San José, Costa Rica, since 1956

Broke Farmers Ask Banks to Give Them a Break

Leaders from the agricultural sector, one of the sectors hit hardest by the financial crisis, are requesting that bankers improve the current credit application process, which they say is aggravating the woes of small farmers across the country.

“The credit conditions that are being offered are not acceptable for agricultural activities,” Agriculture and Livestock Vice Minister Carlos Villalobos told The Tico Times. “The current process is not fast, timely or accessible.”

Last week, President Oscar Arias met with members of the manufacturing, tourism and agricultural sectors, as well as with representatives from three state banks – Bancrédito, Banco de Costa Rica and Banco Nacional – in an effort to address the concerns and complaints of these struggling sectors.

“We wanted to show the banks a little bit of what the agricultural sector, and in particular the farmers, has been going through the last several months,” Villalobos said.

The monthly economic activity index, or the IMAE, for March, recently released by the Central Bank (BCCR), indicated the agriculture sector has contracted for eight months in a row, showing a 5.2 percent negative growth in February 2009 compared with the same month last year.

Since the crisis began, Villalobos explained, banks have made the process of requesting loans more difficult. According to him, existing procedures place too many obstacles in the way of small and mediumsized farmers.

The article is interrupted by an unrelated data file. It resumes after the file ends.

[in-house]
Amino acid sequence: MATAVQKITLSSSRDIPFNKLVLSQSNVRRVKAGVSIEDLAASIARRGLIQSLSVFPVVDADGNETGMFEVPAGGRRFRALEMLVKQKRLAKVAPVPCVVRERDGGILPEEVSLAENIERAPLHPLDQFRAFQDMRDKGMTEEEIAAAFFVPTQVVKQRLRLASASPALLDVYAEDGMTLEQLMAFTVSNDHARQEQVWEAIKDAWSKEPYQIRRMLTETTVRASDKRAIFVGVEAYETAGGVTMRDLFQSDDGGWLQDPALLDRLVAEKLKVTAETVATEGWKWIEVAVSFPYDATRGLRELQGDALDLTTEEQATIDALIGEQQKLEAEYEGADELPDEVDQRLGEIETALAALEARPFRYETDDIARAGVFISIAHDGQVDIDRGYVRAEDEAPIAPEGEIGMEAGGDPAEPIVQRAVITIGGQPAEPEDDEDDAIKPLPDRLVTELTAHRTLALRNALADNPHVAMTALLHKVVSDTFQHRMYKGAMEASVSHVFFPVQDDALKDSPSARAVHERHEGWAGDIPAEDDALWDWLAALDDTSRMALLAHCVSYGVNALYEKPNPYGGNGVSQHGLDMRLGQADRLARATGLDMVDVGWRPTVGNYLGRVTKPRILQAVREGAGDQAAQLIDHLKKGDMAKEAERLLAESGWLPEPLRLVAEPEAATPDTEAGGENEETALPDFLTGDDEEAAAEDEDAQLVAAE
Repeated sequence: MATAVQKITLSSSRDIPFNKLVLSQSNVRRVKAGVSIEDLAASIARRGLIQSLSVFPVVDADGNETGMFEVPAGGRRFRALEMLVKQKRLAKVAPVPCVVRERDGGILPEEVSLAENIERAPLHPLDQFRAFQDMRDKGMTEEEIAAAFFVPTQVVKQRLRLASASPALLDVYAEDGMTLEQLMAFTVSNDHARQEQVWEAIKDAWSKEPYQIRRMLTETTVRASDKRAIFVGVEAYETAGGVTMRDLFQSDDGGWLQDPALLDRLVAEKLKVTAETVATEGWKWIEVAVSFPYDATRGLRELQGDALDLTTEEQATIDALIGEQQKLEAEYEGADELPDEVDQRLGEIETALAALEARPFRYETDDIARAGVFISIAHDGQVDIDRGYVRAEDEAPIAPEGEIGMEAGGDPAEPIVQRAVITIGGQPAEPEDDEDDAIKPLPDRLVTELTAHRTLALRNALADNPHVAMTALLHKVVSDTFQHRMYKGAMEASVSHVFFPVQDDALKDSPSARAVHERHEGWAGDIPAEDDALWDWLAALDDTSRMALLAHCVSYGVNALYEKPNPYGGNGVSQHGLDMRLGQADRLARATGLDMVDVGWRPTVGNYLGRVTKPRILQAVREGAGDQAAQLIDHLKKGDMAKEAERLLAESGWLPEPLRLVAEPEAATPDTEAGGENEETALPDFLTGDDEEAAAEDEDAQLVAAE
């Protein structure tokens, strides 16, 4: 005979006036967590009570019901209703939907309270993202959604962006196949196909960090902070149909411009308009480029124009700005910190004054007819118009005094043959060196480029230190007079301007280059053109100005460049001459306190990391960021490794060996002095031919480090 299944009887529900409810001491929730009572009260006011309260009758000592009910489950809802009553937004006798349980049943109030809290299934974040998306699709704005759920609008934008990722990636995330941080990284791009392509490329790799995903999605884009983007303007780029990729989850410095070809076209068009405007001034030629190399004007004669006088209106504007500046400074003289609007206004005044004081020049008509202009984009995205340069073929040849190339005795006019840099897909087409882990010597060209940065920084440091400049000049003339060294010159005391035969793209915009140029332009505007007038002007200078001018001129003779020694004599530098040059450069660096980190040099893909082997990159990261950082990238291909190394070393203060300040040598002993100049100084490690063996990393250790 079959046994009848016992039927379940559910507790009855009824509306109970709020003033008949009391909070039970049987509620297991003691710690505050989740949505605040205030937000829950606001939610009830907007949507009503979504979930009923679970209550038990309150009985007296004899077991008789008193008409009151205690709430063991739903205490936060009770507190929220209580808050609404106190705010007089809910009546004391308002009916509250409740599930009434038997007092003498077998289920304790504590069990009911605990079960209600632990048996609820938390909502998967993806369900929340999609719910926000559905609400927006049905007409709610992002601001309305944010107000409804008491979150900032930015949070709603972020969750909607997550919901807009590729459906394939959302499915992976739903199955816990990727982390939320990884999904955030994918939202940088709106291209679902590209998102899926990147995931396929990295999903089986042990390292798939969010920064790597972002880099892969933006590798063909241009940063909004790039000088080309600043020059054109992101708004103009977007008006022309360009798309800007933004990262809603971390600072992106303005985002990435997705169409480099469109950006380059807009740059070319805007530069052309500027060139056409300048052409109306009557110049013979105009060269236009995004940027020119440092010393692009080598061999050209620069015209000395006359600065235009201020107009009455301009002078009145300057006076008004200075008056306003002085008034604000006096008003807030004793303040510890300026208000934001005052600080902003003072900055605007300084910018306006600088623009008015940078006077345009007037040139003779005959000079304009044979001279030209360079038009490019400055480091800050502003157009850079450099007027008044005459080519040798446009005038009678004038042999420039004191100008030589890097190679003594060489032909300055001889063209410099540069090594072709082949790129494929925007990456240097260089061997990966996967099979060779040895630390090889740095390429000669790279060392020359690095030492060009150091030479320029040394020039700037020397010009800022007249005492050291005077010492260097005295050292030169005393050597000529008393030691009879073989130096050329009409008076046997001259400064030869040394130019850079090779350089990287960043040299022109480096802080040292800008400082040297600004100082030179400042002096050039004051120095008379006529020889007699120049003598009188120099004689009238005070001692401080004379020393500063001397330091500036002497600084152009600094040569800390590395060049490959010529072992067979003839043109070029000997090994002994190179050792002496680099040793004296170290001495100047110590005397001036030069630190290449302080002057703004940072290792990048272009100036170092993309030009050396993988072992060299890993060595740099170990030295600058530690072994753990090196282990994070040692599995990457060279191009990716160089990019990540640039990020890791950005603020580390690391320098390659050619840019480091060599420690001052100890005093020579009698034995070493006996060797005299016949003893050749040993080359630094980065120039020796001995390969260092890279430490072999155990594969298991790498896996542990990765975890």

“We need the productive sectors (in the country) to be competitive,” Villalobos said. “In order for that to happen, we need financing.”

According to Villalobos, it is common for farmers to apply for credit to finance their harvest operations, but because of delays in the existing process, they often receive financing too late, and lose the opportunity to harvest. In many cases, farmers end up losing the land that they put up as a guarantee for the loans.

Instead of the banks using the farmers’ harvests as collateral, an insurance policy on the harvests or even farm animals as guarantees, these institutions, Villalobos says, will often only accept farmers’ lands as the only guarantee for a loan.

Presidency Minister Rodrigo Arias said that last week’s meeting had three main objectives: to lower the credit loan rates, reactivate credit and improve the existing conditions for credit already granted.

“For a small or medium-sized business owner, or even a big business owner, the time they have to wait for an answer regarding a credit (request) could be the difference between maintaining their business or losing it,” Arias said in a statement last week.

Guillermo Quesada, general manager for Bancrédito, said via e-mail that his bank has maintained open credit lines for microand small businesses, known as MIPYMES.

Regarding waiting periods for  MIPYMES, Quesada said, Bancrédito usually takes one to two weeks to process a loan, depending on the guarantee business owners offer. Certain guarantees require an appraisal of the value of the guarantee, which might extend the procedure.

Quesada said Bancrédito has reduced interest rates by 2 percentage points for credits for housing and for MIPYMES of less than ¢50 million (about $88,600) in response to a request from the Arias administration.

The request was part of Arias’ economic plan introduced in January.

“(Bancrédito) is currently studying operational costs as a way to reduce interest rates,” Quesada said.

Even though Quesada agreed the participation of state banks is necessary to reactivate the productive sector, he insisted that they cannot do this alone, but work in tandem with institutions such as the Central Bank, the Finance Ministry and National Council for Financial System Supervision (CONASSIF).

José Jenkins, president of the Banco Nacional, told the daily La Nación last week that requests made by farmers at the April 16 meeting have to be analyzed before his institution can make a decision.


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